Separately, the researcher mentioned the expansion of the definition of the concept of “high treason”. “Now this definition can even be summed up in international activities to protect human rights in Russia,” said Danber. “In addition, now in Russia the activities of any organizations that receive funding from American sources are prohibited.”.
When asked by a reporter if HRW members were concerned about their own branches in Russia, Sevortyan and Danber replied that their organization was clean before the law and law enforcement agencies were not interested in them yet..
On democracy and opposition
Answering the question of the correspondent of the Russian service “Voice of America”, Rachel Danber said that she considers the attitude of the authorities to the opposition in Russia unacceptable: “The current offensive of the authorities on all fronts looks especially fierce. They are trying to intimidate civic activists with criminal and administrative prosecutions, threatening statements from officials, beatings, and exposing materials about the protest movement and critics of the authorities are pouring in. The authorities even threaten family members of the oppositionists “.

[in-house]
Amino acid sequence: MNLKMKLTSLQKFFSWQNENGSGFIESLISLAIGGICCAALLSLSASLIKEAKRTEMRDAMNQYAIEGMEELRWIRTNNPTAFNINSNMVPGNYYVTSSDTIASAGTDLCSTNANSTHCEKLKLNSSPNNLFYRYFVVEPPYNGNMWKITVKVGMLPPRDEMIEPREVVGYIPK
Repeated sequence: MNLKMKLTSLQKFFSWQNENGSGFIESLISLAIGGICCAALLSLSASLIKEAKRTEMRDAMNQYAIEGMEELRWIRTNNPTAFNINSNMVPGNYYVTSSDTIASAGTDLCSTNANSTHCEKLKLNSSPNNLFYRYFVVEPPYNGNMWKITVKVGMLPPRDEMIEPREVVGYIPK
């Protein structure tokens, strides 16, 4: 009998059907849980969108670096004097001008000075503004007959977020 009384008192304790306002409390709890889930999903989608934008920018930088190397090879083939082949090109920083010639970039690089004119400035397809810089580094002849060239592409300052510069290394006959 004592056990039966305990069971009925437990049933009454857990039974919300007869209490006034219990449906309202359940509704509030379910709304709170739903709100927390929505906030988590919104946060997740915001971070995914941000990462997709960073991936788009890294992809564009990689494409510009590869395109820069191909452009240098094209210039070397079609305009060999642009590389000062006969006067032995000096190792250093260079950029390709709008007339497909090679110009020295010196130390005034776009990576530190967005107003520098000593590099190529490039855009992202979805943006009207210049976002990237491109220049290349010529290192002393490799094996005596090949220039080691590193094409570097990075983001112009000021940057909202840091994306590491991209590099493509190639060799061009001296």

In past years, the researcher said, “persecution” of the opposition in Russia did not reach such proportions. “These are aggressive and cynical attempts to equate concerns about human rights and the rule of law in Russia with an attack on Russian sovereignty,” she said..
Danber drew attention to the anti-American sentiments in Russia, which, according to her, are cultivated by the authorities: “Anti-Western rhetoric has reached an unprecedented level. The authorities persistently try to tarnish the very ideas of democracy, openness and accountability. They offer to believe that the protest movements are inspired from abroad “.
In her opinion, the United States is also not “sinless” in matters of human rights protection. “For example, the Obama administration is refusing to prosecute officials involved in torture in the Bush administration while trying to preach the need to punish torture in the Middle East or Egypt, for example,” Danber said. “This gives rise to accusations of US hypocrisy.”.